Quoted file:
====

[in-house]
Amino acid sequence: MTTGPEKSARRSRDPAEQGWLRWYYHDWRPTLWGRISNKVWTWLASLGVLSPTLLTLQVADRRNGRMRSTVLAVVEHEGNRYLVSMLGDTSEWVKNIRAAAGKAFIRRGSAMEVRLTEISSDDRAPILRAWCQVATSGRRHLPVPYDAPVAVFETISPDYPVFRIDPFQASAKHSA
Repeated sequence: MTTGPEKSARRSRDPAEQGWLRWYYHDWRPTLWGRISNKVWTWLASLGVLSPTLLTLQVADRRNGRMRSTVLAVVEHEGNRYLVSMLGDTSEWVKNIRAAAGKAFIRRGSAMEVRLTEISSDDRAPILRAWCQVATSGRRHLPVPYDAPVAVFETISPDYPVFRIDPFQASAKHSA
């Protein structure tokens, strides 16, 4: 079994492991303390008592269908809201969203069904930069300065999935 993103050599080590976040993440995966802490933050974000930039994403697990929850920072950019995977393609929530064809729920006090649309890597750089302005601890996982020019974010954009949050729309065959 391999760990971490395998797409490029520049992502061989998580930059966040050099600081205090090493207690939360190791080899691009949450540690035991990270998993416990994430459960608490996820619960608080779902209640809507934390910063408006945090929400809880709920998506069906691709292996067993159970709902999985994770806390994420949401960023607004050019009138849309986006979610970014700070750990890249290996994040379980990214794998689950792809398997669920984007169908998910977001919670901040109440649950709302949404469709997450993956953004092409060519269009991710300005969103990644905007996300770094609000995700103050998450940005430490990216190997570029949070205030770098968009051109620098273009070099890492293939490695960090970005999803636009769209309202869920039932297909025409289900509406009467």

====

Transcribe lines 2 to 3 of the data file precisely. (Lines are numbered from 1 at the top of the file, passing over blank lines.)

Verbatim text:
Amino acid sequence: MTTGPEKSARRSRDPAEQGWLRWYYHDWRPTLWGRISNKVWTWLASLGVLSPTLLTLQVADRRNGRMRSTVLAVVEHEGNRYLVSMLGDTSEWVKNIRAAAGKAFIRRGSAMEVRLTEISSDDRAPILRAWCQVATSGRRHLPVPYDAPVAVFETISPDYPVFRIDPFQASAKHSA
Repeated sequence: MTTGPEKSARRSRDPAEQGWLRWYYHDWRPTLWGRISNKVWTWLASLGVLSPTLLTLQVADRRNGRMRSTVLAVVEHEGNRYLVSMLGDTSEWVKNIRAAAGKAFIRRGSAMEVRLTEISSDDRAPILRAWCQVATSGRRHLPVPYDAPVAVFETISPDYPVFRIDPFQASAKHSA